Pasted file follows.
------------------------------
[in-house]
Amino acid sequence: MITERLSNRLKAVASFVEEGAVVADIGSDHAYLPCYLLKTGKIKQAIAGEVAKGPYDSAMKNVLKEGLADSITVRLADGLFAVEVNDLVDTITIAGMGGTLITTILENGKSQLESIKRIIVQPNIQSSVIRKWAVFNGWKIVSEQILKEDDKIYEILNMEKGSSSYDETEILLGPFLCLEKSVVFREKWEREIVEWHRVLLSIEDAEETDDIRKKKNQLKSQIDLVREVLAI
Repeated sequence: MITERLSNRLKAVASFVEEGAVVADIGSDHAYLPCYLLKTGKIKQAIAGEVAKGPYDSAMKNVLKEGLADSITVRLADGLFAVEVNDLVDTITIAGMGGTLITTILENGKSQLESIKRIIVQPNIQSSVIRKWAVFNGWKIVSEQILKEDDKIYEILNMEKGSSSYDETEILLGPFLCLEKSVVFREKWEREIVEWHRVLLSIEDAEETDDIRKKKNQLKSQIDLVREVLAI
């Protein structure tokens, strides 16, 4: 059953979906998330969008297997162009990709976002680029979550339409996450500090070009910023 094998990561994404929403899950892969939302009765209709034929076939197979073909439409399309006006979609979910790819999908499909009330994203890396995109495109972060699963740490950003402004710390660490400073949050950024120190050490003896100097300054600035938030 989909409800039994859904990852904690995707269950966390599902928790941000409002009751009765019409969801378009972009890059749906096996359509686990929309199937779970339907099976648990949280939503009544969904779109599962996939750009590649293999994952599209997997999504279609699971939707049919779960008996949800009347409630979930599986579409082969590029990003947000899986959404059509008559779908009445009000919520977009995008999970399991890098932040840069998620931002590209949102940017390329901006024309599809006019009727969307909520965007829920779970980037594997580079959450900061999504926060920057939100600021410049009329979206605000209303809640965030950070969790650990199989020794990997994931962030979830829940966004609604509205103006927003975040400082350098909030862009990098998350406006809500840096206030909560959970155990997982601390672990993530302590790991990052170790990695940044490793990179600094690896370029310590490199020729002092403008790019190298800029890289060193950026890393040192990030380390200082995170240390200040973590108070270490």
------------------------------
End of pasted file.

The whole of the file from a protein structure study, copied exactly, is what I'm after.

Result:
[in-house]
Amino acid sequence: MITERLSNRLKAVASFVEEGAVVADIGSDHAYLPCYLLKTGKIKQAIAGEVAKGPYDSAMKNVLKEGLADSITVRLADGLFAVEVNDLVDTITIAGMGGTLITTILENGKSQLESIKRIIVQPNIQSSVIRKWAVFNGWKIVSEQILKEDDKIYEILNMEKGSSSYDETEILLGPFLCLEKSVVFREKWEREIVEWHRVLLSIEDAEETDDIRKKKNQLKSQIDLVREVLAI
Repeated sequence: MITERLSNRLKAVASFVEEGAVVADIGSDHAYLPCYLLKTGKIKQAIAGEVAKGPYDSAMKNVLKEGLADSITVRLADGLFAVEVNDLVDTITIAGMGGTLITTILENGKSQLESIKRIIVQPNIQSSVIRKWAVFNGWKIVSEQILKEDDKIYEILNMEKGSSSYDETEILLGPFLCLEKSVVFREKWEREIVEWHRVLLSIEDAEETDDIRKKKNQLKSQIDLVREVLAI
């Protein structure tokens, strides 16, 4: 059953979906998330969008297997162009990709976002680029979550339409996450500090070009910023 094998990561994404929403899950892969939302009765209709034929076939197979073909439409399309006006979609979910790819999908499909009330994203890396995109495109972060699963740490950003402004710390660490400073949050950024120190050490003896100097300054600035938030 989909409800039994859904990852904690995707269950966390599902928790941000409002009751009765019409969801378009972009890059749906096996359509686990929309199937779970339907099976648990949280939503009544969904779109599962996939750009590649293999994952599209997997999504279609699971939707049919779960008996949800009347409630979930599986579409082969590029990003947000899986959404059509008559779908009445009000919520977009995008999970399991890098932040840069998620931002590209949102940017390329901006024309599809006019009727969307909520965007829920779970980037594997580079959450900061999504926060920057939100600021410049009329979206605000209303809640965030950070969790650990199989020794990997994931962030979830829940966004609604509205103006927003975040400082350098909030862009990098998350406006809500840096206030909560959970155990997982601390672990993530302590790991990052170790990695940044490793990179600094690896370029310590490199020729002092403008790019190298800029890289060193950026890393040192990030380390200082995170240390200040973590108070270490």